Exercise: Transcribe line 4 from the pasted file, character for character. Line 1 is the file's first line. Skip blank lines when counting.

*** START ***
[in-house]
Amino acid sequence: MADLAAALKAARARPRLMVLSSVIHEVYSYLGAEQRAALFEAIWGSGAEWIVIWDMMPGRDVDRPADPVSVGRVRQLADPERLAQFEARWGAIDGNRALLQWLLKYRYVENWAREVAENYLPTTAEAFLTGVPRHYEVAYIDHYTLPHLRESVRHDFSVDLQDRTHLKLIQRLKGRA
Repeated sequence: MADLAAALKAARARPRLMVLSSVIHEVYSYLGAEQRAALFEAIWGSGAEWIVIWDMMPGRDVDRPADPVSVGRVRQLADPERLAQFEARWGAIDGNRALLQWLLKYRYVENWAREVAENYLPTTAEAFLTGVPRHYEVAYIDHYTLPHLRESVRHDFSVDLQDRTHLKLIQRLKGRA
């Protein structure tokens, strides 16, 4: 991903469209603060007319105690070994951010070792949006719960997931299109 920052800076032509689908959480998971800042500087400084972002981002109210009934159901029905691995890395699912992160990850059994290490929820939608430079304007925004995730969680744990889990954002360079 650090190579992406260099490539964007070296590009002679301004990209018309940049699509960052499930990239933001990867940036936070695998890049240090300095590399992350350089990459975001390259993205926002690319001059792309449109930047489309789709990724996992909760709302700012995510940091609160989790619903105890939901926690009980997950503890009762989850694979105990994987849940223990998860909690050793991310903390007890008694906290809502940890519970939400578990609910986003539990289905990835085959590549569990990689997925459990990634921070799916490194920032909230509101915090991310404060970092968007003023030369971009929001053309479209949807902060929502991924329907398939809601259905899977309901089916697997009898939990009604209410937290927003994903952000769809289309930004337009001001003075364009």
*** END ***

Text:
């Protein structure tokens, strides 16, 4: 991903469209603060007319105690070994951010070792949006719960997931299109 920052800076032509689908959480998971800042500087400084972002981002109210009934159901029905691995890395699912992160990850059994290490929820939608430079304007925004995730969680744990889990954002360079 650090190579992406260099490539964007070296590009002679301004990209018309940049699509960052499930990239933001990867940036936070695998890049240090300095590399992350350089990459975001390259993205926002690319001059792309449109930047489309789709990724996992909760709302700012995510940091609160989790619903105890939901926690009980997950503890009762989850694979105990994987849940223990998860909690050793991310903390007890008694906290809502940890519970939400578990609910986003539990289905990835085959590549569990990689997925459990990634921070799916490194920032909230509101915090991310404060970092968007003023030369971009929001053309479209949807902060929502991924329907398939809601259905899977309901089916697997009898939990009604209410937290927003994903952000769809289309930004337009001001003075364009």